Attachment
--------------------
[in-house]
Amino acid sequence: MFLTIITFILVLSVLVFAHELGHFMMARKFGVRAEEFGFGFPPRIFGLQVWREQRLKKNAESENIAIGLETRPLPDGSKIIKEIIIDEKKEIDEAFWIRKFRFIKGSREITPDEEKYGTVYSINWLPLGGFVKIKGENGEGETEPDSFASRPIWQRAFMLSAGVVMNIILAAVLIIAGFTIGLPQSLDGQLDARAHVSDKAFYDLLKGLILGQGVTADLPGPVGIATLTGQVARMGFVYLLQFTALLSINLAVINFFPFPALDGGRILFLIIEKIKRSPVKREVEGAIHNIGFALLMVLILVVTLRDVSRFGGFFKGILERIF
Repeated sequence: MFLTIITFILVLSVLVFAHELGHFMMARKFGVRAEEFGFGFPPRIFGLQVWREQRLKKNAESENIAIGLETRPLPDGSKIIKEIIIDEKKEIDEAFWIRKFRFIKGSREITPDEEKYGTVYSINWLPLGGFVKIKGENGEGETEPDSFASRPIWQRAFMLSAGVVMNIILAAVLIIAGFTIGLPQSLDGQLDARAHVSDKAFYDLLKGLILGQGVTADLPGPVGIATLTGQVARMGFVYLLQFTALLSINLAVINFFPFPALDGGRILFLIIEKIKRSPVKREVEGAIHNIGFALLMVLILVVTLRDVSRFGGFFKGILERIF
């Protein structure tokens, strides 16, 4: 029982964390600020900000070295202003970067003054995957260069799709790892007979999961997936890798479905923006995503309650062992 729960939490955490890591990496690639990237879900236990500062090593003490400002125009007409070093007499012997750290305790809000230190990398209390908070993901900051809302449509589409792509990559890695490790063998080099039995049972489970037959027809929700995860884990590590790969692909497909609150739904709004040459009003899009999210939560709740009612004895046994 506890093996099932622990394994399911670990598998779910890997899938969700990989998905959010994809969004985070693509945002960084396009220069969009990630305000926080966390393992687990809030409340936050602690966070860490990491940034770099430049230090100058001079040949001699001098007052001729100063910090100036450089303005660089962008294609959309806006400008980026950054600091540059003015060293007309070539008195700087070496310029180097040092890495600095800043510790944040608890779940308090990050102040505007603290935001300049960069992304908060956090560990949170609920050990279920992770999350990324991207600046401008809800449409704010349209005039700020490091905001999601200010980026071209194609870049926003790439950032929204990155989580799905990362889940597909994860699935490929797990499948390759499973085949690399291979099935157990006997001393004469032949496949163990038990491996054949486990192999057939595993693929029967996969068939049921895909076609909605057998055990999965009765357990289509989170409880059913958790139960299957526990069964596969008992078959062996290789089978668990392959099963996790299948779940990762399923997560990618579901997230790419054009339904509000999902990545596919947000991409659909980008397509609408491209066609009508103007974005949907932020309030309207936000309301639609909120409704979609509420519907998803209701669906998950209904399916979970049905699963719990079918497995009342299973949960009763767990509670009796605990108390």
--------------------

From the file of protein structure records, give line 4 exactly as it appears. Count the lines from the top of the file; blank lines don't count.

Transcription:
């Protein structure tokens, strides 16, 4: 029982964390600020900000070295202003970067003054995957260069799709790892007979999961997936890798479905923006995503309650062992 729960939490955490890591990496690639990237879900236990500062090593003490400002125009007409070093007499012997750290305790809000230190990398209390908070993901900051809302449509589409792509990559890695490790063998080099039995049972489970037959027809929700995860884990590590790969692909497909609150739904709004040459009003899009999210939560709740009612004895046994 506890093996099932622990394994399911670990598998779910890997899938969700990989998905959010994809969004985070693509945002960084396009220069969009990630305000926080966390393992687990809030409340936050602690966070860490990491940034770099430049230090100058001079040949001699001098007052001729100063910090100036450089303005660089962008294609959309806006400008980026950054600091540059003015060293007309070539008195700087070496310029180097040092890495600095800043510790944040608890779940308090990050102040505007603290935001300049960069992304908060956090560990949170609920050990279920992770999350990324991207600046401008809800449409704010349209005039700020490091905001999601200010980026071209194609870049926003790439950032929204990155989580799905990362889940597909994860699935490929797990499948390759499973085949690399291979099935157990006997001393004469032949496949163990038990491996054949486990192999057939595993693929029967996969068939049921895909076609909605057998055990999965009765357990289509989170409880059913958790139960299957526990069964596969008992078959062996290789089978668990392959099963996790299948779940990762399923997560990618579901997230790419054009339904509000999902990545596919947000991409659909980008397509609408491209066609009508103007974005949907932020309030309207936000309301639609909120409704979609509420519907998803209701669906998950209904399916979970049905699963719990079918497995009342299973949960009763767990509670009796605990108390």